Sunday, May 6, 2012

No more shrinkage ! 不再回縮

light cheesecake after the shock treatment

This is another great illustration on how understanding science helps me to be a better baker. Ever since I started baking cakes, especially light cheesecake, the issue of shrinkage always bothered me. I carefully and diligently beat up the egg white to stiff peaks and folded it in with the batter. I hoped that the air that was incorporated would expand due to the oven's heat and produce a nice and fluffy cake. But I was disappointed to notice the cake gradually shrank after a few minutes out of the oven.




Of course, it is a scientific fact that when an object is cooled, it will contract as opposed to the fact that an object will expand when heated (冷縮熱脹). Therefore, I followed the advice of Junko and let the cake cool slowly inside the turned off oven so that the amount of shrinkage would be reduced. This is what it looked like:

light cheesecake slowly cool inside the oven for more than 30 minutes after baking. No shock treatment. Notice the waist around the whole cake.

It looks better than a collapsed or compressed cake. But how come it has a "waist" ???.....

Recently, I browsed other blogs and read a post on  Honey Castella Cake from Biren's blog. After baking this Japanese cake, she dropped the whole cake, still in the pan, from a foot high to prevent it from shrinking. Skeptical in the beginning, I asked her for her reasoning and she referred me to an article that was written in the 70's by a few Japanese workers (written in English) from a flour milling company in Tokyo.

It is not a very long paper but essentially they did some experiments on the effects of shock treatment on cake volume and concluded that dropping a cake from a height of 10cm/4 inches would give the greatest volume to the cake. They went on to explain that when the cake is in the hot oven, the airtight structure of the cells expand under the inner pressure of the air that is already whipped in (stiff peaks of egg whites). At the end of baking, the cake is set because all the cells are rigid.

chiffon cake after the shock treatment, without inverting
But as the cake is taken out of the oven to expose to cooler air, the cells contract and cause shrinkage. One way to correct this is to create cracks in the cell walls by dropping the cake. This relieves the pressure.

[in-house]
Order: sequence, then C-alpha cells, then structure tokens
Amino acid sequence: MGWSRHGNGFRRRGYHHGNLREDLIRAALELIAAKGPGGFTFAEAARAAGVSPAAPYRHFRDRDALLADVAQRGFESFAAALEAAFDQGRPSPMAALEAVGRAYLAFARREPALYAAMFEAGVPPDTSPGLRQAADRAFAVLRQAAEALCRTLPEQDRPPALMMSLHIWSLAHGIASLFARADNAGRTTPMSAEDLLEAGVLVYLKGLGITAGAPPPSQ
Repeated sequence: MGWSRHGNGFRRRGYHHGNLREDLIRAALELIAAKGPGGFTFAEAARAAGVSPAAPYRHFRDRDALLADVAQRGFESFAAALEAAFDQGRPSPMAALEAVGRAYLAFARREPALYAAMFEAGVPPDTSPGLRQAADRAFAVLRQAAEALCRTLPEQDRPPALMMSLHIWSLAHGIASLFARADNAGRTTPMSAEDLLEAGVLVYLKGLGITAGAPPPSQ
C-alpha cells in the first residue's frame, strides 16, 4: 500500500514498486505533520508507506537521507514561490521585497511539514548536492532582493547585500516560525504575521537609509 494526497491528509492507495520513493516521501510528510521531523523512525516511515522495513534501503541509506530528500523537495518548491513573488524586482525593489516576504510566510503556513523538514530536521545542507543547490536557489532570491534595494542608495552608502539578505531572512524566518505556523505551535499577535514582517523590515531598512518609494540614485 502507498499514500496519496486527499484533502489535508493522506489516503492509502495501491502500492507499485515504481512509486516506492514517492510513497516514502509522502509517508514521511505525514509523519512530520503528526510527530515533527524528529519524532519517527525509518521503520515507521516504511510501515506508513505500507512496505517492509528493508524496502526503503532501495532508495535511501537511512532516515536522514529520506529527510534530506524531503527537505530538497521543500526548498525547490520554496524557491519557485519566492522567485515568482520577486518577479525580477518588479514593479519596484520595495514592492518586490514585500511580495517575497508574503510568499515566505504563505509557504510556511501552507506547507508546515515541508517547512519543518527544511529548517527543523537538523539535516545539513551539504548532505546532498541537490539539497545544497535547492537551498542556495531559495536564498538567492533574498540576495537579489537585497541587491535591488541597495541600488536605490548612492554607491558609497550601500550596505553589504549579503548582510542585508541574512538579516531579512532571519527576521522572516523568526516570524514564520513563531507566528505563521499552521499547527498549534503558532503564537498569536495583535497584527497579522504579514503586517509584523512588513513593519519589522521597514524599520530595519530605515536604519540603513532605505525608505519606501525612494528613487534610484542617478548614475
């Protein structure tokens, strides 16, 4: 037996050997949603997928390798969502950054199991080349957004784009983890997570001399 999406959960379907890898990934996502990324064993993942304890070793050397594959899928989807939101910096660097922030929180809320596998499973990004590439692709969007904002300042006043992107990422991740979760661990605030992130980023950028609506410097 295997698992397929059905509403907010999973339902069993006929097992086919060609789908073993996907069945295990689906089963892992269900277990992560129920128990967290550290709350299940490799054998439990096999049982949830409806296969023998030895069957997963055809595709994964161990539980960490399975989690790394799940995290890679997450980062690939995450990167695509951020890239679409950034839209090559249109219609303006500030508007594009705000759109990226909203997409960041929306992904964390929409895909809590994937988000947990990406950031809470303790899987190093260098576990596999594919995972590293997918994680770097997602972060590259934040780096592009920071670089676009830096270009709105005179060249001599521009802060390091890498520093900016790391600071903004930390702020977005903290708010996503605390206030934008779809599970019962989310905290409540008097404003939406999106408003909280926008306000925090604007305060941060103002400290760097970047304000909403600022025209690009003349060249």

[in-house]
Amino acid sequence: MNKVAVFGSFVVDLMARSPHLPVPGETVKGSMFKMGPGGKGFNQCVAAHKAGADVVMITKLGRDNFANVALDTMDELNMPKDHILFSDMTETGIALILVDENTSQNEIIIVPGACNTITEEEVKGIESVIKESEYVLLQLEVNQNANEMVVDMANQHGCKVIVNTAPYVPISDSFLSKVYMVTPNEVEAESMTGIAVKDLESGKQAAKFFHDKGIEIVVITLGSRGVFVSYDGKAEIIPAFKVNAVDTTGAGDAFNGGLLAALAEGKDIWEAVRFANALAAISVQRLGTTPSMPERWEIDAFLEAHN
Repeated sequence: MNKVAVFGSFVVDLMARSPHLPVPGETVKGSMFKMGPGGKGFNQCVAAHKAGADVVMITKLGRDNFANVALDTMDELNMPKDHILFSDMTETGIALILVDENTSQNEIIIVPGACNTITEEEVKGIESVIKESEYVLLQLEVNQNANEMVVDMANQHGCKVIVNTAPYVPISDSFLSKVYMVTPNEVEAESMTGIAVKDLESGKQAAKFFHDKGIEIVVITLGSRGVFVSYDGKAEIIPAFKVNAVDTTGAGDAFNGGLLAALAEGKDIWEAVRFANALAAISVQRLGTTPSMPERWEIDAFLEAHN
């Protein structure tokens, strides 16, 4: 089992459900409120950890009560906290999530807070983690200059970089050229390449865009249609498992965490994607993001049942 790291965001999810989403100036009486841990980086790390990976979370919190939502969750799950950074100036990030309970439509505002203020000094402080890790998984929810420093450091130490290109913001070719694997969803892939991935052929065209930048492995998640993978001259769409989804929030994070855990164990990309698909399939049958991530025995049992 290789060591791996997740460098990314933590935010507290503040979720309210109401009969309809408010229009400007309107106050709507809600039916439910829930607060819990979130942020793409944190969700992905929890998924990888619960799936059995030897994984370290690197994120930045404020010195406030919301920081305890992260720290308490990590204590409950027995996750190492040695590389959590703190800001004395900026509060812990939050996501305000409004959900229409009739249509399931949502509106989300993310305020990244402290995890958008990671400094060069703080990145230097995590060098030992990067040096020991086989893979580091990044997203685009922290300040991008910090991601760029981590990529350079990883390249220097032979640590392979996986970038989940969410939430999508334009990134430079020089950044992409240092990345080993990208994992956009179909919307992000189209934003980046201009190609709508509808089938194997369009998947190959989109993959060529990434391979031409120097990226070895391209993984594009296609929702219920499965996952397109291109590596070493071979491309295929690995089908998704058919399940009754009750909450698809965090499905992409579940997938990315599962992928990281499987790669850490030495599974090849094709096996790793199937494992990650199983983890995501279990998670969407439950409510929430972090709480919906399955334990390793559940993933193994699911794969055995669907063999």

This was truly an eye opening experience for me. Even though I extensively read a number of cookbooks, I have not yet encountered an author who covers this concept. This paper has been out for more than 30 years!

Not only does this method work on cheesecake, I tried it on a chiffon cake and it worked as well. Conventionally chiffon cake needs to be inverted for cooling to prevent collapse and shrinkage. However, I applied the shock treatment and let the cake cool on a rack. I did not find any change in volume.

Hopefully this information can help you with a better baking experience.

Note: Do not invert the pan to cool after shocking because it may have detached from the pan already.

Ref: H. Ohtsubo, T. Kanbe, Y. Kaneko and S. Nomura, "Prevention of shrinkage after baking." Cereal Chemists, (1978): p.361


蛋糕焗後不回縮的竅門

如果你有焗蛋糕的經驗,我想你曾幾何時都或多或小有以下經歷:蛋糕在焗爐內理想地升高,但出爐後不久便像洩了氣的氣球一樣,十分腦人。原本鬆軟的蛋糕變成死死實實,真是令人氣餒 !
究竟怎樣才能焗出鬆軟可口,而又美觀,賣相精美的蛋糕呢?
我相信要明白一些基本科學知識,比只是一味死跟步驟,對烘焙成果有莫大益處。首先要明白蛋糕鬆軟的成因。除了要準備新鮮的材料之外,技巧便是另外一個主要因素。(其它還有爐溫,焗盤等都會影響成果,但本文只集中討論技巧中的一環)當你攪打蛋液--無論是打全蛋或分蛋或打蛋白--目的是將空氣打入蛋糊內,當這些空氣在爐溫下受熱膨脹,蛋糕便會升起。但當蛋糕焗好出爐,它便遇到較冷的空氣,冷縮熱脹這基本的科學真理便程現在你眼前。對一些比較脆弱或幼細的蛋糕,如日式海棉芝士蛋糕,因麵粉份量很少,全靠雞蛋凝固後的支撑力,怎樣避免回縮便是一大挑戰。

我曾經試過讓焗好的蛋糕仍然留在熄了火的爐內半小時至一小時,令它慢慢降溫,但效果都只是一般:
焗好慢慢在爐內降溫,有一條"腰"
直至最近我從另一個網誌內發現一種方法,可以改正這個缺點。Biren 將剛焗好的蛋糕連焗盤從高處放手,令它跌在櫃臺上,便可避免回縮現象。起初我滿心懷疑是否可行,但她讓我讀了一篇研究文章,令我明白到箇中因由。